July 02, 2015

Q: My 3-year-old son is underweight but my 8-year-old stepson is considered obese. I understand I can't control my stepson's diet when he is not with us. But how do I make meals and snacks that cater to each child's dietary needs without making one feel the other is getting special treatment? For example, my 3 year old gets whole milk but my 8 year old complains that it is unfair he doesn't get any.

A: I agree that you just can’t control your stepson’s diet when he’s not at your home, but at the same time, I think you’re very wise to help him eat properly when he’s with you. Every little bit helps. Since it may seem unfair to an 8-year-old boy that he is asked to eat different foods than his stepbrother, it's a good idea to offer both boys the same foods as much as possible.

The great thing about wholesome, nutritious foods—such as fruits, vegetables, whole grains, beans, and lean meats—is that they’re good for kids who are both underweight and overweight. Most fruits and vegetables are so low in calories that it’s not necessary to restrict a child’s portions, and your stepson can fill up on those whenever he’s hungry.  You can serve cut-up veggies with low-fat dressing in your stepson’s favorite flavor or fruits with his favorite flavor of low-fat yogurt. As far as milk, explain to your stepson that whole milk is for younger children, and because he’s a bigger boy now, he gets to drink the low-fat milk, just like the adults in your house do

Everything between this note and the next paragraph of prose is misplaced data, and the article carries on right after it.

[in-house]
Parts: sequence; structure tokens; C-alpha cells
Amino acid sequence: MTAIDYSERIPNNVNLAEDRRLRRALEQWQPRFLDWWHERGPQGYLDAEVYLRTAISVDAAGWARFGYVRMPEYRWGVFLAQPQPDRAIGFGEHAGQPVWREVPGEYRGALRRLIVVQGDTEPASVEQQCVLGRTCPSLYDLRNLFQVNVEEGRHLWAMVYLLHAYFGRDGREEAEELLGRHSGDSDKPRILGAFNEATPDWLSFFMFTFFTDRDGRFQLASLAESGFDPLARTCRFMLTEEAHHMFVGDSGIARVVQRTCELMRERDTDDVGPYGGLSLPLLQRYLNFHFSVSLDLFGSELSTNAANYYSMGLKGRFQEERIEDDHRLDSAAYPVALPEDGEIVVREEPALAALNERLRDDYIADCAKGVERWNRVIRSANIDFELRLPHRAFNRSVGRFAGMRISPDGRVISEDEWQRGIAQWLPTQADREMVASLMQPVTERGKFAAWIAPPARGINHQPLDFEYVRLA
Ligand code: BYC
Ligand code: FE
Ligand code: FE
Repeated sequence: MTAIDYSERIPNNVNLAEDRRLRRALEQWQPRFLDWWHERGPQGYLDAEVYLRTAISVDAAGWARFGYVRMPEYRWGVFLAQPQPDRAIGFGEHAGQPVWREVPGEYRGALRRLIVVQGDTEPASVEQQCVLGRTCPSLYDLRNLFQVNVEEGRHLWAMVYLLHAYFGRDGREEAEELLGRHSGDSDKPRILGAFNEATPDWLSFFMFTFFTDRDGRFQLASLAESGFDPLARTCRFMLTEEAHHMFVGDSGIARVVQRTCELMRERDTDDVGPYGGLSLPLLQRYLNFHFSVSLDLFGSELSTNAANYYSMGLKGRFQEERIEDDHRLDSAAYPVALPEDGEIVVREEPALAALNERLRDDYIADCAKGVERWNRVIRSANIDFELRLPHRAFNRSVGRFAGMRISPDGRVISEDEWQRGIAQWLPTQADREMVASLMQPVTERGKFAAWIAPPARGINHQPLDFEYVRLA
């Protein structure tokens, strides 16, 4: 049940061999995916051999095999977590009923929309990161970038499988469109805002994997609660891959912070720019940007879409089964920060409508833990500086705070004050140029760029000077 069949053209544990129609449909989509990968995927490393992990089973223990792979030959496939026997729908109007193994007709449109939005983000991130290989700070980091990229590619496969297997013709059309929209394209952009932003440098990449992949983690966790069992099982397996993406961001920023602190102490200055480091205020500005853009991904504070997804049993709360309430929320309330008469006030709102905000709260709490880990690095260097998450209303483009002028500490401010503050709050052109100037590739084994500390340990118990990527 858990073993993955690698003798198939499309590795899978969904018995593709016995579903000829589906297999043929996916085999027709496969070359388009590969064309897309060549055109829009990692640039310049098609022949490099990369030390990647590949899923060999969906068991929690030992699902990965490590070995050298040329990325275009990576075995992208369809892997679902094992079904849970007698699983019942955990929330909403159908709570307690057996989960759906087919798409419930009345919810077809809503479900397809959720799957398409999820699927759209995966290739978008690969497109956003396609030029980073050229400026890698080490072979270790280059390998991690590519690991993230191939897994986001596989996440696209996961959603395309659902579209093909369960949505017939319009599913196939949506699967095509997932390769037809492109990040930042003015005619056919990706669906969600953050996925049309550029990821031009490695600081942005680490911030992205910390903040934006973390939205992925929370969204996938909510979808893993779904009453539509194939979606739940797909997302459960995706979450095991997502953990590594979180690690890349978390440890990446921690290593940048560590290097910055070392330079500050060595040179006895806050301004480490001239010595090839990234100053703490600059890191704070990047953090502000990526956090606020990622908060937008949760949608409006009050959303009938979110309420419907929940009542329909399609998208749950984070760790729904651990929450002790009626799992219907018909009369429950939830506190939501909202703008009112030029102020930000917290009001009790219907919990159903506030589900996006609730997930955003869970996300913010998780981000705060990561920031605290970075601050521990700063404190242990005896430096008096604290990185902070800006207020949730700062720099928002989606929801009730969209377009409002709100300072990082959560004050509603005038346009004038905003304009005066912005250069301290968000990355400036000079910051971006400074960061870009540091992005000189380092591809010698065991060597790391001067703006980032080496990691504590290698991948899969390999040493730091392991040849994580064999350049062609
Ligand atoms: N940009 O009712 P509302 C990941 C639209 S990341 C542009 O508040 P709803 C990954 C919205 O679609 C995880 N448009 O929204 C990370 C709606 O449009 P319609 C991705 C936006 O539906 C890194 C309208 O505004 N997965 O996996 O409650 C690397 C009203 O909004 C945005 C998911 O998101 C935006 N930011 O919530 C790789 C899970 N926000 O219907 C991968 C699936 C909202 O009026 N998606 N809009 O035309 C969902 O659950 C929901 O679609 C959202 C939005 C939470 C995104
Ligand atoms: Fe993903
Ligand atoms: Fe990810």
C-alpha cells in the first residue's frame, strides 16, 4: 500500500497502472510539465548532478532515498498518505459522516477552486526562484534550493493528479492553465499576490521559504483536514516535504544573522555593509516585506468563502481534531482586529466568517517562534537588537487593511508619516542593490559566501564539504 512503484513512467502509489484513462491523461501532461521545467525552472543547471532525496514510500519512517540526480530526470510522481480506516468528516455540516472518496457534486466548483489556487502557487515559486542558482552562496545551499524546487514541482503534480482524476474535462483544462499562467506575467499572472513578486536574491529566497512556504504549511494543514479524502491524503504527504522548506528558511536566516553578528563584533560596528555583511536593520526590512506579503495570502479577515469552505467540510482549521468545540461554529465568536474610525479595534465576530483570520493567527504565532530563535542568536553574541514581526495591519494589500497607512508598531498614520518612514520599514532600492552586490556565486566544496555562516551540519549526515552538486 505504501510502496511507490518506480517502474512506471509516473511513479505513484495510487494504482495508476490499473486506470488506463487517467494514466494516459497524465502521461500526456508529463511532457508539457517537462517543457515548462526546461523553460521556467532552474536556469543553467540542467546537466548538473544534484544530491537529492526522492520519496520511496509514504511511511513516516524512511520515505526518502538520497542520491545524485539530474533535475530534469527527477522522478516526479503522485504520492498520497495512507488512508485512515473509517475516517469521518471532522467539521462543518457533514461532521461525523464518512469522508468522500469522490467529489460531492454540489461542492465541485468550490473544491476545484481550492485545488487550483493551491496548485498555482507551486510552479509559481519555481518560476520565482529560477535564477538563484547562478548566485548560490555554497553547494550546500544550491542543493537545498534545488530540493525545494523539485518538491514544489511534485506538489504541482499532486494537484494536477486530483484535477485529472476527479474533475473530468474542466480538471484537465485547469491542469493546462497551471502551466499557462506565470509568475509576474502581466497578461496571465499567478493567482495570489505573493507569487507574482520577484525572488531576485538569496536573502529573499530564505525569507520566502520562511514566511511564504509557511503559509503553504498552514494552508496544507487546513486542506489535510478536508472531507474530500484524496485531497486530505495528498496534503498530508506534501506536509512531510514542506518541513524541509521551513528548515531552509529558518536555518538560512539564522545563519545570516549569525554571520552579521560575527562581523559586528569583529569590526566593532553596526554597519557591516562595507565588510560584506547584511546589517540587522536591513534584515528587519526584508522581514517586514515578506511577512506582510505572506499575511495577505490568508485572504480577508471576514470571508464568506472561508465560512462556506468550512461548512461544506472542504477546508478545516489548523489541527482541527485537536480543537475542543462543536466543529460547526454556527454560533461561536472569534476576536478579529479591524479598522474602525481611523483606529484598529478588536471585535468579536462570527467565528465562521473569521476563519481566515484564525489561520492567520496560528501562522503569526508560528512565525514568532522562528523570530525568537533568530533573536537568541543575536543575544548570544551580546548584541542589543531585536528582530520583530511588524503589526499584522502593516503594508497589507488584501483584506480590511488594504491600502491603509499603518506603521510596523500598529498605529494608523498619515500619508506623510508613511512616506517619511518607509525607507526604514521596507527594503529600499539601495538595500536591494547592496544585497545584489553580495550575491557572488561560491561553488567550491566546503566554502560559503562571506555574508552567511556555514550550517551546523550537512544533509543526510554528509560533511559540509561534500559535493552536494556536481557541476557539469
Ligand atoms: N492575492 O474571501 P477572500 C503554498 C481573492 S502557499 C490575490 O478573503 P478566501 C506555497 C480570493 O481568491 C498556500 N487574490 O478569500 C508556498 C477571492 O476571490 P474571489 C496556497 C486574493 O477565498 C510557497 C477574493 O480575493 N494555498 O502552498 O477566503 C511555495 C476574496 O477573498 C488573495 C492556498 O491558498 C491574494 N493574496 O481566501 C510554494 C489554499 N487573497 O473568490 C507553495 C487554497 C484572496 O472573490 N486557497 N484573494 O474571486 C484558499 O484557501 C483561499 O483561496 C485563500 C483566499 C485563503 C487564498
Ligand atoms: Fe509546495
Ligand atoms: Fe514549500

Although your underweight son might be able to handle the extra calories from deserts and sweets, it would probably be best to serve lower-calorie treats when your stepson is visiting so that he doesn’t feel cheated. It’s always a challenge for moms to cater to children with different dietary needs, but with a little experimentation, it can be done. In your case, you’ve already identified the most important issue—avoid making your stepson feel that his brother is getting special treatment.  Hopefully as your stepson gets older, he’ll learn to enjoy and appreciate the benefits of the nutritious foods that you offer him.

Answered by Dr. Rallie McAllister